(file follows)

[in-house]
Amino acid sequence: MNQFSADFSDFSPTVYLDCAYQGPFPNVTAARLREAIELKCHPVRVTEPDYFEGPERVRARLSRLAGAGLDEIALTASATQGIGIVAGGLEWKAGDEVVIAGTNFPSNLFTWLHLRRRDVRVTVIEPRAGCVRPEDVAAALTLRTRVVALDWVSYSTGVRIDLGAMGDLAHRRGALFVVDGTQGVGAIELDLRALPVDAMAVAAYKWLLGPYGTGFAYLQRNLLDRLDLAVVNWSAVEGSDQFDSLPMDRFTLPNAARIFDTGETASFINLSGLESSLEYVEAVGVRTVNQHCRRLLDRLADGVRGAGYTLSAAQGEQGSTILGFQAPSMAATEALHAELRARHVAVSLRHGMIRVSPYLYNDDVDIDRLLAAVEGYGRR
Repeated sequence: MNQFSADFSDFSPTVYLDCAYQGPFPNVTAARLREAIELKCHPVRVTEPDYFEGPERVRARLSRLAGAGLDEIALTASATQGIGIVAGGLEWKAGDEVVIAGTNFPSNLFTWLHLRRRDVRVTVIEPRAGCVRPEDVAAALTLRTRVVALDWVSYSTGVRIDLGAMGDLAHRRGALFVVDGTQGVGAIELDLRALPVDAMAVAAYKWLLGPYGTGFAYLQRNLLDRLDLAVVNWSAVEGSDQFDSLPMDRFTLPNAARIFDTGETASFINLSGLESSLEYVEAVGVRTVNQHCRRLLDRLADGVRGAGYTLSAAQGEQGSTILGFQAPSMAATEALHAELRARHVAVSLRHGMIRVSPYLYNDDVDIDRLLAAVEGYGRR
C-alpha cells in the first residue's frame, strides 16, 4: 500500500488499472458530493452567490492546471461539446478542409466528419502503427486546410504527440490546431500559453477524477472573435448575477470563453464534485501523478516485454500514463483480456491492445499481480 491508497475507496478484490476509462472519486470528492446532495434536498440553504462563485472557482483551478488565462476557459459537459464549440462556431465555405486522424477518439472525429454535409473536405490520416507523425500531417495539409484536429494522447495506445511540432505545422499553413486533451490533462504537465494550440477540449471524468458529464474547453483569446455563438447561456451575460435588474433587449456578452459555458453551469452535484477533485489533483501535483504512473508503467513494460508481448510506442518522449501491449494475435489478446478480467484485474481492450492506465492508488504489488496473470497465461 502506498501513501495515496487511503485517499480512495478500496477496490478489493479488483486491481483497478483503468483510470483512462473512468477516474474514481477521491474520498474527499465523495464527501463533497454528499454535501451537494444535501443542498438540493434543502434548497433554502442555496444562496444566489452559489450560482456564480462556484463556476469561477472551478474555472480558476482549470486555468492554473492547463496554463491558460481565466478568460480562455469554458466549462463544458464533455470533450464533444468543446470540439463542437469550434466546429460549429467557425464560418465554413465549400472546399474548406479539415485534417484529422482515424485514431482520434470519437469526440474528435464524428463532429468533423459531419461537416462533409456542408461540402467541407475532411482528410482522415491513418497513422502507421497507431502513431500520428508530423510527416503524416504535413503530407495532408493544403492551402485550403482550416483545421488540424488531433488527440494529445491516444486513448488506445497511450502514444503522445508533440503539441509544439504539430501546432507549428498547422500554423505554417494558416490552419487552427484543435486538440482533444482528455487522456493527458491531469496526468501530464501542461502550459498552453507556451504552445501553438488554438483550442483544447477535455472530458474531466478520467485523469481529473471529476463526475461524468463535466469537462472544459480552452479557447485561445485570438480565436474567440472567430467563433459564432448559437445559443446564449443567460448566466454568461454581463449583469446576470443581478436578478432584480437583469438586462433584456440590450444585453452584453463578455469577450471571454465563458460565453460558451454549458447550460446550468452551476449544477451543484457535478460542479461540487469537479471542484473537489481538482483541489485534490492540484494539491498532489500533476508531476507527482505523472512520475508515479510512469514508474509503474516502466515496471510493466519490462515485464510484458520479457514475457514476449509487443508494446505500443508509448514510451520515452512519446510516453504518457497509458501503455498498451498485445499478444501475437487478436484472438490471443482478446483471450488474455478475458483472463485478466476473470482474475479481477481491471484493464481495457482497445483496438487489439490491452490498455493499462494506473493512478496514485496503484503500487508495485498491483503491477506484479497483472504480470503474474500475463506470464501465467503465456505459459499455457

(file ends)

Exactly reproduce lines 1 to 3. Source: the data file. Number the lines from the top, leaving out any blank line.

[in-house]
Amino acid sequence: MNQFSADFSDFSPTVYLDCAYQGPFPNVTAARLREAIELKCHPVRVTEPDYFEGPERVRARLSRLAGAGLDEIALTASATQGIGIVAGGLEWKAGDEVVIAGTNFPSNLFTWLHLRRRDVRVTVIEPRAGCVRPEDVAAALTLRTRVVALDWVSYSTGVRIDLGAMGDLAHRRGALFVVDGTQGVGAIELDLRALPVDAMAVAAYKWLLGPYGTGFAYLQRNLLDRLDLAVVNWSAVEGSDQFDSLPMDRFTLPNAARIFDTGETASFINLSGLESSLEYVEAVGVRTVNQHCRRLLDRLADGVRGAGYTLSAAQGEQGSTILGFQAPSMAATEALHAELRARHVAVSLRHGMIRVSPYLYNDDVDIDRLLAAVEGYGRR
Repeated sequence: MNQFSADFSDFSPTVYLDCAYQGPFPNVTAARLREAIELKCHPVRVTEPDYFEGPERVRARLSRLAGAGLDEIALTASATQGIGIVAGGLEWKAGDEVVIAGTNFPSNLFTWLHLRRRDVRVTVIEPRAGCVRPEDVAAALTLRTRVVALDWVSYSTGVRIDLGAMGDLAHRRGALFVVDGTQGVGAIELDLRALPVDAMAVAAYKWLLGPYGTGFAYLQRNLLDRLDLAVVNWSAVEGSDQFDSLPMDRFTLPNAARIFDTGETASFINLSGLESSLEYVEAVGVRTVNQHCRRLLDRLADGVRGAGYTLSAAQGEQGSTILGFQAPSMAATEALHAELRARHVAVSLRHGMIRVSPYLYNDDVDIDRLLAAVEGYGRR